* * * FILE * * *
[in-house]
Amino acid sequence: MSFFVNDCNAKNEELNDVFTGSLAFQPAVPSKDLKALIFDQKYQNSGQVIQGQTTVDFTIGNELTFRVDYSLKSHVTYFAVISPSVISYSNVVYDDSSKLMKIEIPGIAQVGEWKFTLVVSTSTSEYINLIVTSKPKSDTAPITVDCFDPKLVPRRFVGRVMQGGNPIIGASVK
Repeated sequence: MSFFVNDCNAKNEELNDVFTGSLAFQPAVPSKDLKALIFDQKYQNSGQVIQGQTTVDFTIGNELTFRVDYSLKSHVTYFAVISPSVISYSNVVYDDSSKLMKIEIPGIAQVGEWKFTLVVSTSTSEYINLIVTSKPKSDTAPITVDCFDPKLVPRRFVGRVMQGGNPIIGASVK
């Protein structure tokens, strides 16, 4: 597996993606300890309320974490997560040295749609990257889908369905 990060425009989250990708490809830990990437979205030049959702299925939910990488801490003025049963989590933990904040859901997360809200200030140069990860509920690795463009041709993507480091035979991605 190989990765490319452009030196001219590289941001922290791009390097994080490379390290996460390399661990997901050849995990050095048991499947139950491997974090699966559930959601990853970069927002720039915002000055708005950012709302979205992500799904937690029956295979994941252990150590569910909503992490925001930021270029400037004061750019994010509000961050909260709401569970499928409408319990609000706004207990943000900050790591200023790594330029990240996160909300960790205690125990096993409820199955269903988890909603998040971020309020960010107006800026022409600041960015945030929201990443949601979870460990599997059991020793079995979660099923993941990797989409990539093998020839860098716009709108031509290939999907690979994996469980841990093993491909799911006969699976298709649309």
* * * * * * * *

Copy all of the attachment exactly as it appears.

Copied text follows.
[in-house]
Amino acid sequence: MSFFVNDCNAKNEELNDVFTGSLAFQPAVPSKDLKALIFDQKYQNSGQVIQGQTTVDFTIGNELTFRVDYSLKSHVTYFAVISPSVISYSNVVYDDSSKLMKIEIPGIAQVGEWKFTLVVSTSTSEYINLIVTSKPKSDTAPITVDCFDPKLVPRRFVGRVMQGGNPIIGASVK
Repeated sequence: MSFFVNDCNAKNEELNDVFTGSLAFQPAVPSKDLKALIFDQKYQNSGQVIQGQTTVDFTIGNELTFRVDYSLKSHVTYFAVISPSVISYSNVVYDDSSKLMKIEIPGIAQVGEWKFTLVVSTSTSEYINLIVTSKPKSDTAPITVDCFDPKLVPRRFVGRVMQGGNPIIGASVK
């Protein structure tokens, strides 16, 4: 597996993606300890309320974490997560040295749609990257889908369905 990060425009989250990708490809830990990437979205030049959702299925939910990488801490003025049963989590933990904040859901997360809200200030140069990860509920690795463009041709993507480091035979991605 190989990765490319452009030196001219590289941001922290791009390097994080490379390290996460390399661990997901050849995990050095048991499947139950491997974090699966559930959601990853970069927002720039915002000055708005950012709302979205992500799904937690029956295979994941252990150590569910909503992490925001930021270029400037004061750019994010509000961050909260709401569970499928409408319990609000706004207990943000900050790591200023790594330029990240996160909300960790205690125990096993409820199955269903988890909603998040971020309020960010107006800026022409600041960015945030929201990443949601979870460990599997059991020793079995979660099923993941990797989409990539093998020839860098716009709108031509290939999907690979994996469980841990093993491909799911006969699976298709649309």